Promoting ‘Whole Athlete’ Wellness at the Institute for Sports Medicine

At the Institute for Sports Medicine, research and clinical expertise join forces to support holistic recovery for athletes

men playing soccer

UConn Photo

When an athlete is sidelined due to injury, the focus is on rehabilitating their body. Julie Burland ’12, ‘19, the director of research at UConn’s Institute for Sports Medicine works to help athletes return to sport with an eye to both their physical and mental health.

“Injuries can be traumatic. There can be long-lasting mental and emotional repercussions for these athletes. We want to consider all aspects of their well-being when we develop care,” says Burland, a two-time UConn alum.

The institute is a collaboration between the Department of Kinesiology in the College of Agriculture, Health and Natural Resources and UConn Health, collectively offering expertise from researchers like Burland, sports medicine specialists from the UConn Musculoskeletal Institute, athletic trainers, and physical therapists.

The institute is currently working to establish a patient registry to collect outcome data. This will help institute practitioners and researchers ensure they are using the best practices for their patients.

“We’re hoping the Institute for Sports Medicine becomes the central hub in Connecticut for people to come to get their care and return to sport as safely and effectively as possible. My role is to push research initiatives forward,” says Burland.

Burland’s own research program studies the recovery of neuromuscular function and psychosocial factors that influence outcomes after ACL reconstruction. She is particularly interested in the often-under-studied psychological aspects of recovery.

Recovering from a sports-related injury like an ACL tear involves both physical and mental rehabilitation.

Burland says it’s important to consider the “whole athlete” perspective when determining how to best help an athlete return to sport and ensure their long-term wellness.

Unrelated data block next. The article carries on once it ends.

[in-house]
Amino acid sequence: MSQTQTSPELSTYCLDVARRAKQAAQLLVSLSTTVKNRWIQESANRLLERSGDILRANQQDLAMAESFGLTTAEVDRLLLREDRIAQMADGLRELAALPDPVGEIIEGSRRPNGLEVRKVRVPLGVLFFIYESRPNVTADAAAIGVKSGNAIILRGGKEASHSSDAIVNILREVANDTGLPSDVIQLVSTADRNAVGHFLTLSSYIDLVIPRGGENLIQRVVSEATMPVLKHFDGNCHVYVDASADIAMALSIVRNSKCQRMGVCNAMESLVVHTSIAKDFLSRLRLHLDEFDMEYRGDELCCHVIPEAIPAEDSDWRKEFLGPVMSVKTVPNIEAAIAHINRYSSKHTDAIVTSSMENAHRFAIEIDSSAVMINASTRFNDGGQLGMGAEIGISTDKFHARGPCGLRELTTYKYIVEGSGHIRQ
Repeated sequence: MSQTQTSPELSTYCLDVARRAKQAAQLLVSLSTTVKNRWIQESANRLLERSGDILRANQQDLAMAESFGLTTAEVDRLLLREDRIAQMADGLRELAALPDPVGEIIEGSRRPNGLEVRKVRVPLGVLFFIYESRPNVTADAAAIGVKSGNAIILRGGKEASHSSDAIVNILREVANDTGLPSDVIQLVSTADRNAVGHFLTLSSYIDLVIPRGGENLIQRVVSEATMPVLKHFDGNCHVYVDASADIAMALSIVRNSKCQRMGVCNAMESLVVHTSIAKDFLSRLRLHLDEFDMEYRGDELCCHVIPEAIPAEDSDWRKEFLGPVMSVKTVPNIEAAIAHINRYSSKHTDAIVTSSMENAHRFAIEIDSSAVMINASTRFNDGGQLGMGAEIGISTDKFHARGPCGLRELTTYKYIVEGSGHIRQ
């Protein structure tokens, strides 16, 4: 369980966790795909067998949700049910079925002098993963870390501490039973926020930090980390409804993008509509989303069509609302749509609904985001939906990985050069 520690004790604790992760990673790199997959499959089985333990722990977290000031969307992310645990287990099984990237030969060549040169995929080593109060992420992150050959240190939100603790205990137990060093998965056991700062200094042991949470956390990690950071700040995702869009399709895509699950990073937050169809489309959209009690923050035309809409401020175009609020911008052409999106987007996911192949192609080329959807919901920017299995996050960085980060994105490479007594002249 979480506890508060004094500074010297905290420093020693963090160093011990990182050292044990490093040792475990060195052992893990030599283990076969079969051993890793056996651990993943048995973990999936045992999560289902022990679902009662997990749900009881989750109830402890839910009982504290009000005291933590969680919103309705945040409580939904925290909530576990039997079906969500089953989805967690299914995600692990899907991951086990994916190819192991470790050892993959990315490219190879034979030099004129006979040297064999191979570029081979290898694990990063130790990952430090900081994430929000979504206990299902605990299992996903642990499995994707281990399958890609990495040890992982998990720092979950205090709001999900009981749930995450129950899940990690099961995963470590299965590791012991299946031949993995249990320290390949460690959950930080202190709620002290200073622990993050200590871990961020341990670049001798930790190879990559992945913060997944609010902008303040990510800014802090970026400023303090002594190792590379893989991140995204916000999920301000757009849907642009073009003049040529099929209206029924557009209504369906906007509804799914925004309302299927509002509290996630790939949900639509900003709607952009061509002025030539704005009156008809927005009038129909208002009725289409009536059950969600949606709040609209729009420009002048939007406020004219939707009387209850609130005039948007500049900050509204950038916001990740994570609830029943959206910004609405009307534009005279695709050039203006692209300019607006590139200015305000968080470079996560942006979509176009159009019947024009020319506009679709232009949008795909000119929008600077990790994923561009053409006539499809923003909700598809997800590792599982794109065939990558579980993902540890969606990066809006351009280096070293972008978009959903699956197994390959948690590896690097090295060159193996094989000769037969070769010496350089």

“In the past few years that factor [mental wellbeing] has come out as something important to consider,” Burland says. “That’s been a really unique perspective to tie into my research.”

Burland received her bachelor’s degree in athletic training from UConn in 2012. While conducting research for her master’s degree at the University of Kentucky, Burland began to uncover the importance of mental wellbeing in sports injury recovery.

“I found it really, really interesting to talk to people and found a lot of the reason wasn’t because they weren’t physically ready, but because they were fearful,” Burland says.

For her dissertation at UConn, Burland investigated the connection between the nervous system and physical wellness and developed interventions to support both.

With injuries like an ACL tear, the physical elements of the injury can have long-term impacts on a patient’s nerves.

The swelling and pain associated with these injuries change sensory receptors. This causes the receptors to send inaccurate information up the spinal cord to the brain, making the brain think the person is still injured even as they are physically recovered. This can lead to a patient avoiding use of the injured body part. This can cause improper healing and make returning to sport more difficult.

Some interventions shown to improve psychological outcomes include cognitive behavioral therapy and positive self-talk aimed at increasing the player’s sense of self efficacy.

Now, Burland is studying female college soccer players to see how sensors and biomarkers can help predict and prevent injury on the field. This $50,000 grant is supported by the Arthroscopy Association of North America.

The players will wear sensors that measure impact load when they hit the ground running or jumping. This is an important predictor of ACL and other common soccer injuries.

Burland will also look at biomarkers measuring cartilage turnover. If this level is high, it means the player’s body is working overtime to replace cartilage damaged by excessive impact.

Burland will correlate these two variables to see how well they both predict injury. This research will pave the way for developing interventions to help prevent injuries in this population.

“Those would push future research forward by establishing threshold measures for sustaining injuries,” Burland says. “We’re excited to break new ground with these athletes and apply what we learn to patients at UConn’s Institute for Sports Medicine.”

Follow UConn CAHNR on social media